SEC Spring Meetings Recap

Muschamp is done with scheduling FCS opponents

The Southeastern Conference annual spring meetings are happening now in Florida, and some big issues have been discussed by SEC Commissioner Mike Slive and the representatives from each institution. A lot of stories tend to come out of these meetings, so I thought aggregating them into one place would be helpful.

Muschamp doesn’t want to play FCS teams

When Florida coach Will Muschamp took the stand at the meetings, he used some of his time to talk about the Gator schedule. His preference is to play an 8-game SEC schedule, a game against in-state rival Florida State, and three other FBS teams. Muschamp cited both making it into the brand-new College Football Playoff as well as giving the fans a better experience for his reasons, though you have to wonder if the embarrassment of losing to FCS school Georgia Southern played a part as well. The subject was brought up because of a new rule for SEC teams that requires the teams to play a non-conference game against a team from one of the other “Big 5” conferences — which only three SEC teams managed to do in 2013. Not playing FCS schools will give us a lot more close non-conference games instead of the 60-point blowouts we see a lot in September, but it will also take away those shocking upsets that we all love to see, like Appalachian State over Michigan.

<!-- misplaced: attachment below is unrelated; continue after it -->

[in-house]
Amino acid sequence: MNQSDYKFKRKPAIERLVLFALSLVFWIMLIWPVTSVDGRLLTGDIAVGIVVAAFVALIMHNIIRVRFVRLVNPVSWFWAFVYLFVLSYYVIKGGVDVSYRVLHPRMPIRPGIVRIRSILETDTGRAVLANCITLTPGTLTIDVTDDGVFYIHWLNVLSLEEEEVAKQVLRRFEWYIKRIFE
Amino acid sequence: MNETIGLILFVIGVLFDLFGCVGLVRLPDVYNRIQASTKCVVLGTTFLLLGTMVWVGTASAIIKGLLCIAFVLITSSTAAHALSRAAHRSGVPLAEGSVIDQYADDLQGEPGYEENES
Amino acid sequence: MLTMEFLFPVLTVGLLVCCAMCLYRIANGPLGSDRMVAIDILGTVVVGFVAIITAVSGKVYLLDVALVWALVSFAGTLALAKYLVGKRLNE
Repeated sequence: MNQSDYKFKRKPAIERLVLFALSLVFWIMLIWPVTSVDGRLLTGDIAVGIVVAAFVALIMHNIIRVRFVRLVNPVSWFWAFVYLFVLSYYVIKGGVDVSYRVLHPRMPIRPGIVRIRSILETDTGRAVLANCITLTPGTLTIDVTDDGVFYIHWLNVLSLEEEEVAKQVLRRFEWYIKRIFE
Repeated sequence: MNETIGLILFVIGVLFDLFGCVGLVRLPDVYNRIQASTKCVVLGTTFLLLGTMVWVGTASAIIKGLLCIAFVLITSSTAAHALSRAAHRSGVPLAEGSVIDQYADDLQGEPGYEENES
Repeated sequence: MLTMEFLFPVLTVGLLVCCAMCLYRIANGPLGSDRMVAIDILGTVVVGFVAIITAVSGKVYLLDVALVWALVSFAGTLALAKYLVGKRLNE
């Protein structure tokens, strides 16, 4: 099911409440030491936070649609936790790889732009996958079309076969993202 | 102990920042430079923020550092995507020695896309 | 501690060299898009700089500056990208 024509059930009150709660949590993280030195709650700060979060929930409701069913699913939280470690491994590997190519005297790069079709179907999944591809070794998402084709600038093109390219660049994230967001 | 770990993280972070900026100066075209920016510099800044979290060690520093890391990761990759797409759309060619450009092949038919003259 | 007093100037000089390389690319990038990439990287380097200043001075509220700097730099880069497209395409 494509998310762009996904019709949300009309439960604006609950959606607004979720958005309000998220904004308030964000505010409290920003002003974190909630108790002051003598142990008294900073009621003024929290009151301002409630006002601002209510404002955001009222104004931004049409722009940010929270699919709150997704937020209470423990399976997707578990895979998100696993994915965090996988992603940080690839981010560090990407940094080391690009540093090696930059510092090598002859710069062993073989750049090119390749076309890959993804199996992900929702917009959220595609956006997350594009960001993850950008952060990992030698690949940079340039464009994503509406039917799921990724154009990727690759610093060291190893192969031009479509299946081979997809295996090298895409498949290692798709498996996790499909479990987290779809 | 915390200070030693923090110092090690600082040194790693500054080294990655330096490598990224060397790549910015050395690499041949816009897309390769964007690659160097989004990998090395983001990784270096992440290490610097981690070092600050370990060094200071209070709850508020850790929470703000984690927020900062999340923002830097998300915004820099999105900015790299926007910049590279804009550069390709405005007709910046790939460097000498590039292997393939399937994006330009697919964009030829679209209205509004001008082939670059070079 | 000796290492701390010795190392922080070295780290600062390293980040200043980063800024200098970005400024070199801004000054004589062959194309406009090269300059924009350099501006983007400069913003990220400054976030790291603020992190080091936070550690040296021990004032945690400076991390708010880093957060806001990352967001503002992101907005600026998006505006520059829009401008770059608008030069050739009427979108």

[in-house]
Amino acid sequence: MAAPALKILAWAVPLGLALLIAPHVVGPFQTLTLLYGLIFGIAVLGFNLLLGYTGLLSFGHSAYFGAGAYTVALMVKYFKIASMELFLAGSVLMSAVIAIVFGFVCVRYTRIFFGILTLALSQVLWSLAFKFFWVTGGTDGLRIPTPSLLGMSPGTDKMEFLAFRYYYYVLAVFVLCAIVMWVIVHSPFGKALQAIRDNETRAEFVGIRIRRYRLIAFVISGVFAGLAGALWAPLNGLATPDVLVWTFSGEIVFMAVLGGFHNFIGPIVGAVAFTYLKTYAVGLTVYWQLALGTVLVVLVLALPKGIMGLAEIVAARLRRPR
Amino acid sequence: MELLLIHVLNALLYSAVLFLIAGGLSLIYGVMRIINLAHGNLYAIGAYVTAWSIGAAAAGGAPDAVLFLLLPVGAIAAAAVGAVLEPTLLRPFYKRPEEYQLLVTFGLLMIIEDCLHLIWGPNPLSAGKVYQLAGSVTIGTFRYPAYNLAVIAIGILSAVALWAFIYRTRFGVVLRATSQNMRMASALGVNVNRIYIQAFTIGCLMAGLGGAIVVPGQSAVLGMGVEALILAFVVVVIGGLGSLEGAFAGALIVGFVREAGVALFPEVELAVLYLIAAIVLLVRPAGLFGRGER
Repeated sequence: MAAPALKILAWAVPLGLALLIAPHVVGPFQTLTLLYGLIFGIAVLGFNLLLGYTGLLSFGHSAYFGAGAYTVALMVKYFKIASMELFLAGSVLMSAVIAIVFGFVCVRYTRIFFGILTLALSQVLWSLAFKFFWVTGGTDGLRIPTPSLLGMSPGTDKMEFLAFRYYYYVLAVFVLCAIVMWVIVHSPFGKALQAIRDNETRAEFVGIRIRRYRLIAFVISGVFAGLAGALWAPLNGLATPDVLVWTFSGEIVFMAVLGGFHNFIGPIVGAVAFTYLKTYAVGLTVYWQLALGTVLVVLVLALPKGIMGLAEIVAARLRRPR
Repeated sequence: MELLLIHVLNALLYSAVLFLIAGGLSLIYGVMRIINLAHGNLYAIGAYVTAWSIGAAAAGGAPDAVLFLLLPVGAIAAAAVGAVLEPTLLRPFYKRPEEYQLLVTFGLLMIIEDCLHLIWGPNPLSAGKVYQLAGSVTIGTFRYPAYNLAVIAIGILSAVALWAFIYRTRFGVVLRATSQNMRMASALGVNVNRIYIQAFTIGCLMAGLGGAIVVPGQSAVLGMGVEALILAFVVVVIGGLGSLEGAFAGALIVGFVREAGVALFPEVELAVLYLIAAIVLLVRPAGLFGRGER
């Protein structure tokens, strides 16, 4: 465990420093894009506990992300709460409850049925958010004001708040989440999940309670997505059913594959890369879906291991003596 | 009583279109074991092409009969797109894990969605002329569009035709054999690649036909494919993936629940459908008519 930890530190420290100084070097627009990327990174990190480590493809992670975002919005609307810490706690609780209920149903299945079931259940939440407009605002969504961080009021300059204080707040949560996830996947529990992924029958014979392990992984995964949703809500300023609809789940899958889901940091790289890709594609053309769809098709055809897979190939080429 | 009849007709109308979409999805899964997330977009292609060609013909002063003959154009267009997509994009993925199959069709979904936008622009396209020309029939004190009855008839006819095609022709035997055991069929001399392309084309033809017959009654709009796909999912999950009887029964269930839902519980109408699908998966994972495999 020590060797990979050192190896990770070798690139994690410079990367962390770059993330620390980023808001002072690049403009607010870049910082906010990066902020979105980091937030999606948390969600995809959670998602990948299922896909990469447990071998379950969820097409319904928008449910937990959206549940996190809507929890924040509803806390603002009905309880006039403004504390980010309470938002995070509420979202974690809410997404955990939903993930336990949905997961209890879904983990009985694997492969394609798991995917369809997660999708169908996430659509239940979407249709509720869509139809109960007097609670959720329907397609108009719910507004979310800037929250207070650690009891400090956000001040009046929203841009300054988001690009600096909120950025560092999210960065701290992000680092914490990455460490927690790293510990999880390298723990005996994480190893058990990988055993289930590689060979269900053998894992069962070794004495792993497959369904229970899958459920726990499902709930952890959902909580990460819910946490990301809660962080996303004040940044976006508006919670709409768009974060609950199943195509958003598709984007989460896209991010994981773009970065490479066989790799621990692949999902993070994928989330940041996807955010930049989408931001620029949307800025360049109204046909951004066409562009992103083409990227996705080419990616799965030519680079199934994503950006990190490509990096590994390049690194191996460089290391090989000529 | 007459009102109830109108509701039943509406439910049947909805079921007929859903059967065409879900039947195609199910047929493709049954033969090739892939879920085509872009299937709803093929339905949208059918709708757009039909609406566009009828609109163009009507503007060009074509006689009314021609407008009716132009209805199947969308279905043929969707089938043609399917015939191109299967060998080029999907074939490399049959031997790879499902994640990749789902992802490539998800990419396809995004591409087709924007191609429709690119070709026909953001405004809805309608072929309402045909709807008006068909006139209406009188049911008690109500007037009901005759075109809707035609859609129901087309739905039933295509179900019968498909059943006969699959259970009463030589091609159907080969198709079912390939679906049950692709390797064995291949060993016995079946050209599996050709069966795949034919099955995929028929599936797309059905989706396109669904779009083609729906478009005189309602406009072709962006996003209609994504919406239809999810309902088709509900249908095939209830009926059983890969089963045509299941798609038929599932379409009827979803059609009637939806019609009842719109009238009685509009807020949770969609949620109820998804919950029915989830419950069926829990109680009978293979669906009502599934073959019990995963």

Agents advising student-athletes to leave early

Slive also touched on the subject of the relationship between players and agents, which he says doesn’t allow players the best information on whether to stay in school for their fourth year. As it is now, a player cannot have an agreement with an agent and remain eligible to play his last season. Because of this, they are forced into making a decision earlier than they might normally, and at that point they can’t come back. A record number of players went into the draft as underclassmen this season, and Slive thinks that a new rule could help them get the information they need on their NFL prospects without signing their eligibility away.

Autonomy in the legislative process

Conferences want to be able to decide the legislative process that will help them make the best decisions for schools and their student athletes, including health care and scholarships. The current proposal would require a 2/3 vote of the 65 schools in the power conferences, and Slive thinks that threshold won’t be good for the SEC and is urging the conference to draft its own proposal. Something could come after the spring meetings, but don’t expect anything in the very near future.